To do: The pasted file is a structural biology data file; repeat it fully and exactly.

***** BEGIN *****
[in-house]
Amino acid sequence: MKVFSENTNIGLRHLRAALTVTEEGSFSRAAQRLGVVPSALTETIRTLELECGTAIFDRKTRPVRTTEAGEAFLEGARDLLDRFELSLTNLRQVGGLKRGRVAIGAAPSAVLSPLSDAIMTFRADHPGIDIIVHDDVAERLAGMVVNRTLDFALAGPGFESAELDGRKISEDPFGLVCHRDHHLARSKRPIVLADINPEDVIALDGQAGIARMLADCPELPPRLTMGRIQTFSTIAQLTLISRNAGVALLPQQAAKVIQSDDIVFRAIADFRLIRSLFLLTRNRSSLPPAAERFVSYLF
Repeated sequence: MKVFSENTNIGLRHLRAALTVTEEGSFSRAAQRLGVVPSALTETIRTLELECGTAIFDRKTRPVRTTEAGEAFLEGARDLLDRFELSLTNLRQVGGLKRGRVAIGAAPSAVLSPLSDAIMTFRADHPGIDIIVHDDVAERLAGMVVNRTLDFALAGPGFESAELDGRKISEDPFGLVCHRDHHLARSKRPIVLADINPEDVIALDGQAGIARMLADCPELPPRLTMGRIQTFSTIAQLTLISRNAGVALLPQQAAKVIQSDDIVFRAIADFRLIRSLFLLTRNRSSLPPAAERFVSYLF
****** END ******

[in-house]
Amino acid sequence: MKVFSENTNIGLRHLRAALTVTEEGSFSRAAQRLGVVPSALTETIRTLELECGTAIFDRKTRPVRTTEAGEAFLEGARDLLDRFELSLTNLRQVGGLKRGRVAIGAAPSAVLSPLSDAIMTFRADHPGIDIIVHDDVAERLAGMVVNRTLDFALAGPGFESAELDGRKISEDPFGLVCHRDHHLARSKRPIVLADINPEDVIALDGQAGIARMLADCPELPPRLTMGRIQTFSTIAQLTLISRNAGVALLPQQAAKVIQSDDIVFRAIADFRLIRSLFLLTRNRSSLPPAAERFVSYLF
Repeated sequence: MKVFSENTNIGLRHLRAALTVTEEGSFSRAAQRLGVVPSALTETIRTLELECGTAIFDRKTRPVRTTEAGEAFLEGARDLLDRFELSLTNLRQVGGLKRGRVAIGAAPSAVLSPLSDAIMTFRADHPGIDIIVHDDVAERLAGMVVNRTLDFALAGPGFESAELDGRKISEDPFGLVCHRDHHLARSKRPIVLADINPEDVIALDGQAGIARMLADCPELPPRLTMGRIQTFSTIAQLTLISRNAGVALLPQQAAKVIQSDDIVFRAIADFRLIRSLFLLTRNRSSLPPAAERFVSYLF